Oldenburg's eternal flame
Paint Torch is lit in Philadelphia—a monument to the city's public art programme and the artist's late wife
By Bonnie Rosenberg. Web only
Published online: 03 October 2011
philadelphia. Paint Torch, a new 51-foot public sculpture by the artist Claes Oldenburg, punctuates the recently dedicated Lenfest Plaza at the Pennsylvania Academy of the Fine Arts (PAFA), and on Saturday was lit for the first time by the artist. Placed between the academy’s school and museum, the work features a larger-than-life paintbrush that juts out onto the street and is topped with illuminated bristles.
“This sculpture is quite site-specific. The school still carries on the tradition of using a paintbrush,” said Oldenburg, speaking from his New York studio days before the unveiling. “Many people make art without using paintbrushes now.“
The piece is tilted at a 60-degree angle and appears poised to dip into the six-foot drop of paint that rests on the ground below. It is a work “in action”, said Oldenburg. “The brush has just completed an arc. There’s a sense of movement that makes it rather alive,” he continued.
This is the first public project that the artist has worked on without the assistance of his late wife, Coosje van Bruggen, who died in 2009. The couple created 41 large-scale collaborative pieces following their marriage in 1977. “Of course I have a very good memory of her and how she would see things, what she might say. I don’t see that she’s not part of it,” he said.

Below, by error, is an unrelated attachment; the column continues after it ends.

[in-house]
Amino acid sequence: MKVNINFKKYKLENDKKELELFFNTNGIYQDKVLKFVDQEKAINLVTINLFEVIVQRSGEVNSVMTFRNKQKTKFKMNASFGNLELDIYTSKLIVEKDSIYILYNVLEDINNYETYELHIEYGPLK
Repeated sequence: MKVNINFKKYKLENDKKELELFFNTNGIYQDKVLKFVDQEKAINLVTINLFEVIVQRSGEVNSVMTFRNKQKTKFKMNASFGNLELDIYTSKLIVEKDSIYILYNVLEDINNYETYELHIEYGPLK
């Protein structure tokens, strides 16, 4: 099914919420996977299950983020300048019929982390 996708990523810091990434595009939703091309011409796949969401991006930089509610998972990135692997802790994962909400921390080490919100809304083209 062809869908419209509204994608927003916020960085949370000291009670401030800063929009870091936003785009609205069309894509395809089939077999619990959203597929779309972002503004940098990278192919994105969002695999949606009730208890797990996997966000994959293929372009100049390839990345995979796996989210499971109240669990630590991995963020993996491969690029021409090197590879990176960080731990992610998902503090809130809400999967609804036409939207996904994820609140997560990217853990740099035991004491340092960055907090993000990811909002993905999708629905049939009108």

The school commissioned the Swedish-born artist in December 2010 for the $1.5m project. The plaza was funded by a gift from the Lenfest family, with additional financial support from the city of Philadelphia. The city holds three other public works by Oldenburg: Clothespin (1976), Split Button (1981) and Giant Three-Way Plug (1970). Philadelphia now displays more public Oldenburg works than any other city, something the artist credits to its Percent for Art programme.
In 1959, the Philadelphia Redevelopment Authority adopted the US’ first One Percent for Fine Arts programme. It stipulates that for each project built on land acquired from the redevelopment authority, the developer must allocate no less than 1% of the total budget toward commissioning original, site-specific works of public art.
But more drew Oldenburg to Philadelphia than just its public commissioning programme. Van Bruggen came to the US for the first time to celebrate the 1976 inauguration of Oldenburg’s Clothespin, which sits at Philadelphia’s Centre Square office development. During that visit, the two toured the PAFA museum together, Oldenburg snapping photos of his future wife. “I have always had a very special memory of that particular museum and that helped me to take this job. The spot makes me think of her,” he said.
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